c.  The Humane Society objected to the way a rabid dog was killed.


Image result for Diary of Anne Frank illustration

7.  Why was Anne Frank: The Diary of a Young Girl by Anne Frank challenged but not banned by the Northville, MN, middle schools in 2013?

a.  too realistic description of Nazi atrocities

b.  too realistic description of a girl’s anatomy

c.  The diary was published without the author’s permission.


Image result for No Fear Shakespeare Romeo and juliet illustration

8.  Why did some parents in Liberty, SC, in 2013 want No Fear Shakespeare; Romeo and Juliet by William Shakespeare banned?

a.  suicide

b.  underage marriage

c.  mature sexual theme

Google “banned books” and you’ll see that the list of banned books is long, though fortunately, most books’ placement on the list has been short-lived.   Eighty years ago the Nazis had book-burning bonfires, but today Europeans read those same books unimpeded.  Luckily, we live in a time of the internet, when it’s almost impossible to ban books any more.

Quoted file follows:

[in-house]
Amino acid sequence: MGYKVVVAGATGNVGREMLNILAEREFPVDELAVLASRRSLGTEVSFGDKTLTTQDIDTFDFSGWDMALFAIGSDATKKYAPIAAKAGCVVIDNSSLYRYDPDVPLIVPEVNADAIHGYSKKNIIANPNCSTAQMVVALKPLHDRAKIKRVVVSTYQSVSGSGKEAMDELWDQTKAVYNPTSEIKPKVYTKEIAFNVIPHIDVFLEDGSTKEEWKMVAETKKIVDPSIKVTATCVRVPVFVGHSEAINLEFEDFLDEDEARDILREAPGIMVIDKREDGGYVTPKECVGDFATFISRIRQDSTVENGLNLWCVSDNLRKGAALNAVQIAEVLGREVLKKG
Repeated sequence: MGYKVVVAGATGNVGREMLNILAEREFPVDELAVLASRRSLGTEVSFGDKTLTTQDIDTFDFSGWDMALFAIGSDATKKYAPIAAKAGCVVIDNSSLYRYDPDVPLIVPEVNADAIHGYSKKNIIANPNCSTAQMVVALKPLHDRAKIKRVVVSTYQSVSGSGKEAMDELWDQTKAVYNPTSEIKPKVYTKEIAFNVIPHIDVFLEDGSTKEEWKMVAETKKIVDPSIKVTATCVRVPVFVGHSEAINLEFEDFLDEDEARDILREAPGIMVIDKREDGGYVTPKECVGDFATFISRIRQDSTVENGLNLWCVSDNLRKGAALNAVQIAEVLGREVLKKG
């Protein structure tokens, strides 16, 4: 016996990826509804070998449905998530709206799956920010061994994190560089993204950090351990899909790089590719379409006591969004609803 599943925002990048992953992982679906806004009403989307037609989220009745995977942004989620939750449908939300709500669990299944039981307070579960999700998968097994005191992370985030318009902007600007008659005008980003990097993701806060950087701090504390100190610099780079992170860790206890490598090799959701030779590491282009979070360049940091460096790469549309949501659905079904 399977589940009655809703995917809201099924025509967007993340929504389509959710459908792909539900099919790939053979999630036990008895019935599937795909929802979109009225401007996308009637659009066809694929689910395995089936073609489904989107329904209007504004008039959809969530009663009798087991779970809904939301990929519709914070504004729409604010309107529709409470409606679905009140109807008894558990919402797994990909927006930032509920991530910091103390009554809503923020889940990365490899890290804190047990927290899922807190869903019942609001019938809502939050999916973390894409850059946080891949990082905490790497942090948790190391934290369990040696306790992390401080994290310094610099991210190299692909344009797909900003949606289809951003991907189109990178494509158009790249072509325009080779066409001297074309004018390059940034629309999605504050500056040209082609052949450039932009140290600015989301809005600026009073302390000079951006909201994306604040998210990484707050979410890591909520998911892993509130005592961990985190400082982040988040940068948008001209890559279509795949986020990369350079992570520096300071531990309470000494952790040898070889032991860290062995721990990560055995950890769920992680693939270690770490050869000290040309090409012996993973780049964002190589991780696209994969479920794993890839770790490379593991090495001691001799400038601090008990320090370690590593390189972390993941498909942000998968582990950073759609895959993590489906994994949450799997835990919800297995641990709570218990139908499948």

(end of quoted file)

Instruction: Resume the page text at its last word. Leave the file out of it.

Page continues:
1. c
  2. b
  3. a, b, c
  4. a, b, c
  5. a, b
  6. a
  7. b
  8. c

How to make reading nonfiction easier

Here is a pattern I have taught second graders, but  children of all ages can benefit.  It works especially well for reading nonfiction which is usually harder than reading fiction.

boy reading on the floor

First, before reading the text,

  • Read the title and think about what it means. Then look at all the photos, drawings, charts, cartoons, maps and tables.  Try to figure out what they mean.  From all them, try to figure out what you will be reading about.
  • If there are subheadings, read them. Go through the whole article and read them.  If you are reading a book, read chapter headings.  Ask yourself, what is this about?  Try to predict what you’ll be reading about.
  • If there are vocabulary words in the margins or highlighted in the text, read them and their definitions. Say them out loud, and if you can’t, ask an adult how to pronounce them.

Now you are ready to read the text.